Conflict in Seventeenth Century Britain - HIST6130

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Module delivery information

This module is not currently running in 2024 to 2025.


This module considers politics, religion, culture and society in Britain under the Stuart kings, and analyses the nature and causes of conflict arising from tensions between, and within these overlapping areas. The seventeenth century was a period of fluctuating fortunes in church and state. The growth of religious polarisation, heightened fears of popish conspiracy, and the emergence of increasing religious dissent and toleration, went hand-in-hand with the collapse of monarchical authority, an experiment with republican government, and eventually, after the restoration of royal power, permanent constitutional change. In the hands of the Stuarts, the seventeenth century was often a turbulent time for England, Scotland and Ireland, as the dynasty grappled with the practicalities of governing three separate kingdoms, whose interests only periodically combined and occasionally collided. The complexity of the period is reflected in its historiography, which covers a broad range of themes, and about which debates continue to flourish.


Contact hours

Total contact hours: 40
Private study hours: 260
Total study hours: 300

Method of assessment

Main assessment methods:

Essay 1 (3,000-words) - 16%
Essay 2 (3,000 words) - 16%
Oral Contribution - 8%
Exam (2 hours) - 60%

Reassessment methods:
Reassessment Instrument: 100% coursework

Indicative reading

The University is committed to ensuring that core reading materials are in accessible electronic format in line with the Kent Inclusive Practices. The most up to date reading list for each module can be found on the university's reading list pages:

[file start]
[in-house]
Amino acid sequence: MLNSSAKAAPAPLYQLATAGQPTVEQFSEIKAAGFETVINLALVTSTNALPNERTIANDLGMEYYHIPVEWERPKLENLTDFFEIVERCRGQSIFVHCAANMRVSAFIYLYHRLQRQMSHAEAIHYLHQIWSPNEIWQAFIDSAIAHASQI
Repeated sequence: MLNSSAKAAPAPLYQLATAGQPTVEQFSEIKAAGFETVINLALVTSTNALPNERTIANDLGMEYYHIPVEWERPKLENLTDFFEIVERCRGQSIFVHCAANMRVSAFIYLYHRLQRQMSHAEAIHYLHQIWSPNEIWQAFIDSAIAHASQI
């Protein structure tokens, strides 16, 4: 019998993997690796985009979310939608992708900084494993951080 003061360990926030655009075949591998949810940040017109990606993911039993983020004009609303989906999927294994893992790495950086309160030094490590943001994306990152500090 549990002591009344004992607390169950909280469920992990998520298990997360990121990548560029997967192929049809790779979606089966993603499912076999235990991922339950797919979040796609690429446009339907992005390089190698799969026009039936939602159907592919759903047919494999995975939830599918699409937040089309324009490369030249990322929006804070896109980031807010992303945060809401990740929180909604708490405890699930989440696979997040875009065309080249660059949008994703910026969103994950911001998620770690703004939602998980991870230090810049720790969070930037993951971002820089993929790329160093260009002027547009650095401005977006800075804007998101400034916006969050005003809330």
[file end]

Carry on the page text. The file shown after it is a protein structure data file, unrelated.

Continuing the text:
See the library reading list for this module (Canterbury)

Learning outcomes

The intended subject specific learning outcomes.
On successfully completing the module students will be able to:

1 Demonstrate a general grasp of the historiography of British politics and religion in the 17th century;
2 Demonstrate a sound understanding of the often tense relationship between the three kingdoms of England, Scotland and Ireland in the century before Union in 1707;
3 Conceptualise and interpret political, religious and cultural developments in Britain across the 17th century, through studying key events and episodes in the history of the period;
4 analyse, interpret and discuss evidence from secondary texts, and construct arguments based on this evidence.

The intended generic learning outcomes.
On successfully completing the module students will be able to:

1 Express complex ideas and concepts in written form;
2 Work collaboratively;
3 Demonstrate communication and presentation skills.


  1. ECTS credits are recognised throughout the EU and allow you to transfer credit easily from one university to another.
  2. The named convenor is the convenor for the current academic session.
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